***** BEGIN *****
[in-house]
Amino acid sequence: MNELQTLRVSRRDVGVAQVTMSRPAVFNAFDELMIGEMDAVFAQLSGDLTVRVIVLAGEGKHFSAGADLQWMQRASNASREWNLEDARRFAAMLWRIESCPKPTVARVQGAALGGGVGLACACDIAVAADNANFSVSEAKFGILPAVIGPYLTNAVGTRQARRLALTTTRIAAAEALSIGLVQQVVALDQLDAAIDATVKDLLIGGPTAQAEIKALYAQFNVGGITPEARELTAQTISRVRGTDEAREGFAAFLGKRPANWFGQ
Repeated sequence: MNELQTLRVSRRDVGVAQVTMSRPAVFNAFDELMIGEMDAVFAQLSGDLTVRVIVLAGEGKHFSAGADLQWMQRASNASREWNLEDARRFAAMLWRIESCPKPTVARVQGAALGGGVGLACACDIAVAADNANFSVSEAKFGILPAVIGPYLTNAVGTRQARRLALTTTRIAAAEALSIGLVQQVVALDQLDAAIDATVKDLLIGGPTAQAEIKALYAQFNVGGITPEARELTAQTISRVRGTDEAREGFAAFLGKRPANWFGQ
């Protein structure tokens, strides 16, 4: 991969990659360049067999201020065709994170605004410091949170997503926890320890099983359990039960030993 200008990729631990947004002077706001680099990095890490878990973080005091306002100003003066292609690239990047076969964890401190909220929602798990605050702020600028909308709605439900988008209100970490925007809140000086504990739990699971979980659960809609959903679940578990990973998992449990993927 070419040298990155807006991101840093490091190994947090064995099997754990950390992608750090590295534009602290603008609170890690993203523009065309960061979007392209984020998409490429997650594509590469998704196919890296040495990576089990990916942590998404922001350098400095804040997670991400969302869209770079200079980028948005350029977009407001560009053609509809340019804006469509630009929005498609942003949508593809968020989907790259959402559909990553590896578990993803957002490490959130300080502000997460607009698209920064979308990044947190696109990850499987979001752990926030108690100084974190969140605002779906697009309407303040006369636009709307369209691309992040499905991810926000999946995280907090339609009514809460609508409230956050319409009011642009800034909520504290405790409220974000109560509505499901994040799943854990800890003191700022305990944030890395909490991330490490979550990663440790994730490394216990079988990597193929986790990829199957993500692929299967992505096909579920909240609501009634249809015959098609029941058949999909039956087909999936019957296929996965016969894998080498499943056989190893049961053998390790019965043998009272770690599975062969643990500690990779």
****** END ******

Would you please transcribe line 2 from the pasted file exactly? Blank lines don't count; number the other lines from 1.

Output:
Amino acid sequence: MNELQTLRVSRRDVGVAQVTMSRPAVFNAFDELMIGEMDAVFAQLSGDLTVRVIVLAGEGKHFSAGADLQWMQRASNASREWNLEDARRFAAMLWRIESCPKPTVARVQGAALGGGVGLACACDIAVAADNANFSVSEAKFGILPAVIGPYLTNAVGTRQARRLALTTTRIAAAEALSIGLVQQVVALDQLDAAIDATVKDLLIGGPTAQAEIKALYAQFNVGGITPEARELTAQTISRVRGTDEAREGFAAFLGKRPANWFGQ